NVidia did not offer anything of value when you read between the lines. They knew AMD would not work with this before they offered to help. Up until that point they had not bothered to respond at all. This was a "political" move to let them look like they held the high ground, the problem is any sod with a brain knows it for what it is. If NVidia was open to this why do NVidia drivers specifically target AMD cards to shut of PhysX support on an NVidia card if an AMD card is present? Why not develop PhysX to work with a stand alone PhysX card? Why are their AIB partners forbidden to sell an NVidia chip on a card designed for nothing but a PhysX or CUDA co-processor?
This is a lot of speculation, unless you have a source.
Now finally NVidia keeps PhysX to itself because they are out to make money, only partially true. You see right now PhysX does NOT make any money. In fact PhysX costs NVidia money, they have to practically pay developers for it's use instead of more open alternatives. If they even offered a lightly priced licensing for a very limited form of Cuda to just make use of PhysX they would make more money from PhysX being used. The issue however is not PhysX it is CUDA. CUDA is much like what AMD fought with Intel when it came to optimized software, if you pull the GPU computing out of CUDA and into OpenCL or DirectCompute something wild happens, NVidia gets spanked.
I think you are confused. The cards make nVidia money. Not the drivers, nor CUDA. The cards. You argument is analogous to tires not making a car company money. It's a part of the car. It is up to nVidia to thus show us the value of parts of the whole. Marketing is one way, support for developers is an even bigger one to me.
In reference to nVidia getting spanked, you must not remember the performance of the GTX 580, the Quadro lineup, or the Tesla lineup. If you want to be correct and unbiased what you really should have said: AMD on their consumer gaming video cards, AMD has better non-gaming performance. Which is true of this current generation but not every generation by far.
CUDA and OpenCL are equally fast when coded for the targeted architecture:
If you must know, the openCL standard for a long time, was buggy and unstable.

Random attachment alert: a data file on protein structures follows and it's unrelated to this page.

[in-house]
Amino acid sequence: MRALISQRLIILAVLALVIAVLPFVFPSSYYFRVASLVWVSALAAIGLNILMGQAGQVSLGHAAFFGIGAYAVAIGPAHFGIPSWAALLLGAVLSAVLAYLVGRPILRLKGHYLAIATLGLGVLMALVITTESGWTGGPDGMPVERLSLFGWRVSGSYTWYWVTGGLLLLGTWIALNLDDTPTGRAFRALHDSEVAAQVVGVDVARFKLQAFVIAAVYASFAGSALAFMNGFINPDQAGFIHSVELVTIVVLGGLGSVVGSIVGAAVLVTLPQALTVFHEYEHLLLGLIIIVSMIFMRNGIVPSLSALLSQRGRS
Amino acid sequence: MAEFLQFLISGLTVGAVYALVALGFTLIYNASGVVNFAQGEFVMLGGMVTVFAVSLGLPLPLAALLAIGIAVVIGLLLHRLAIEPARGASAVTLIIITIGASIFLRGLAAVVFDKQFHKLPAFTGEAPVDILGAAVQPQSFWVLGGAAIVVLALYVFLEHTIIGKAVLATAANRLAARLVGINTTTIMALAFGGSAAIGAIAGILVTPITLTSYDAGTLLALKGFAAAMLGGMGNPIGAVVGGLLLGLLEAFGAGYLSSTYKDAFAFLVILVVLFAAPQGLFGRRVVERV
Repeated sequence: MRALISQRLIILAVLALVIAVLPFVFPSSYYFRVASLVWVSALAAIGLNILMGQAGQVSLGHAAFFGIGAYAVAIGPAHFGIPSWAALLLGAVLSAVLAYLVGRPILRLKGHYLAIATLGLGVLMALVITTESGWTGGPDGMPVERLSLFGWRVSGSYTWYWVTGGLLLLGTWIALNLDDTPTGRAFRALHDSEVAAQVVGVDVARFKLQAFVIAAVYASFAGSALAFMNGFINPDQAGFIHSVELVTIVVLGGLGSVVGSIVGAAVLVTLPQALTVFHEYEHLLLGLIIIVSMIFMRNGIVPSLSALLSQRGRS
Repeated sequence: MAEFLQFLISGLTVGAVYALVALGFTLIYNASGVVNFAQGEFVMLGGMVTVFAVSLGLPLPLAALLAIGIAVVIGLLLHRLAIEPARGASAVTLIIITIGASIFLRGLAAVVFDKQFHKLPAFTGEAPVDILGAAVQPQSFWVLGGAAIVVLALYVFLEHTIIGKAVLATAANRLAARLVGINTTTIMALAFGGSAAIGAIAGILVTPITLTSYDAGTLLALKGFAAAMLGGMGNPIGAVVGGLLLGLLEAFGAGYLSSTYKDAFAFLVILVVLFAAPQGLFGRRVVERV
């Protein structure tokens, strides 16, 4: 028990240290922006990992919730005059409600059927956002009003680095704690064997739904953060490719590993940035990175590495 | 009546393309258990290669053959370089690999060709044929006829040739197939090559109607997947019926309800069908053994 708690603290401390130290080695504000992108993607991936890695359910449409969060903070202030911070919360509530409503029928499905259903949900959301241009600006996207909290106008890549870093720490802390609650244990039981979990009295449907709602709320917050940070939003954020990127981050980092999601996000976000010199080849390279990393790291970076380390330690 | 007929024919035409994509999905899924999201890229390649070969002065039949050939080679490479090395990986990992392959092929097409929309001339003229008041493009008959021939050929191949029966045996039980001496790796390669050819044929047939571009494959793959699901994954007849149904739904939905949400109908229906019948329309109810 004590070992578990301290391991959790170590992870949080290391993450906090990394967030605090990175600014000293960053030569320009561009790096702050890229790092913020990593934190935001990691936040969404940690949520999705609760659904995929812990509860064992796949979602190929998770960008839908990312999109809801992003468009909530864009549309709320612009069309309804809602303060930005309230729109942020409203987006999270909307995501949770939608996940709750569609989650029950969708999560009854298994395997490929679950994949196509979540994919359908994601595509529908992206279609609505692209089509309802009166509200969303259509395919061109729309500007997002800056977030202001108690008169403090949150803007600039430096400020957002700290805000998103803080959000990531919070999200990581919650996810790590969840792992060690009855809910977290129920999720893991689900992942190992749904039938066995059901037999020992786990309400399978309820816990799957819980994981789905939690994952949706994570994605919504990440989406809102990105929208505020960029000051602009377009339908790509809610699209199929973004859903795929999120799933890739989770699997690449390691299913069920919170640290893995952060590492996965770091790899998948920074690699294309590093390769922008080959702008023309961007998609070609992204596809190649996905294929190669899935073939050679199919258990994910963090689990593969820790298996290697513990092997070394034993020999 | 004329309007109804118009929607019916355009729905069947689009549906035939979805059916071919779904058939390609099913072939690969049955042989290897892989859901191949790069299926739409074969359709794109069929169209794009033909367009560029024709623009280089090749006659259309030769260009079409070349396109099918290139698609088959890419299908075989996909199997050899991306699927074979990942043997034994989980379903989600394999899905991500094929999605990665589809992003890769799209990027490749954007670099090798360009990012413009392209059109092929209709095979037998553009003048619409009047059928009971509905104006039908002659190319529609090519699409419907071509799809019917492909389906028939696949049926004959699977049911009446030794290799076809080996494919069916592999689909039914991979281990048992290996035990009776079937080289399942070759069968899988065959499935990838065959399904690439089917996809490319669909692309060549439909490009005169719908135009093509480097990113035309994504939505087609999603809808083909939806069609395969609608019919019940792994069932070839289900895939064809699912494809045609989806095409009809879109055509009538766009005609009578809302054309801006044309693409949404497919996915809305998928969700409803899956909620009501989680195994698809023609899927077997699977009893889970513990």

Although that has changed in recent years, CUDA was available for a longer time, in terms of professional stability. An example was Adobe dropping OpenCL support in CS5, but retained CUDA support.
Since these are math languages for GPU based applications, the performance really is limited by the card. If it doesn't run well, as say another language on the same card, then that is due to the programmer.
CUDA was designed as a GPGPU programming language to make it easier on developers to try new things and open the market of their cards for flexible application.
On a level playing field in the world of GPU computing , a world that admittedly NVidia helped to form, they are not the leaders. The only lead they have is through a proprietary source of coding, open the coding and suddenly they are second tier.
I am sorry but this is false. They are the financial GPU leaders (even with approximately 80% the manpower as AMD) of the entire industry. Windows isn't open source either, that would automatically make them second rate in your book. You haven't really provided anything of much solid fact as you do a distrust of closed standard operations. Which is how most of the community is actually run.
Companies making success off of their own hard work, money, and R&D. They don't owe you or anyone else their source code. If you don't like that, and prefer AMDs style, then that's fine. You don't have to fantasize about an evil entity that is nVidia and make up a story to convince yourself. AMD is responsible for it's own success and failure, its about time their fans have realized that. Nothing is preventing AMDs success but AMD, has nothing to do with what nVidia does or doesn't do, or which standards it uses.Edited by RagingCain - 8/14/13 at 8:25am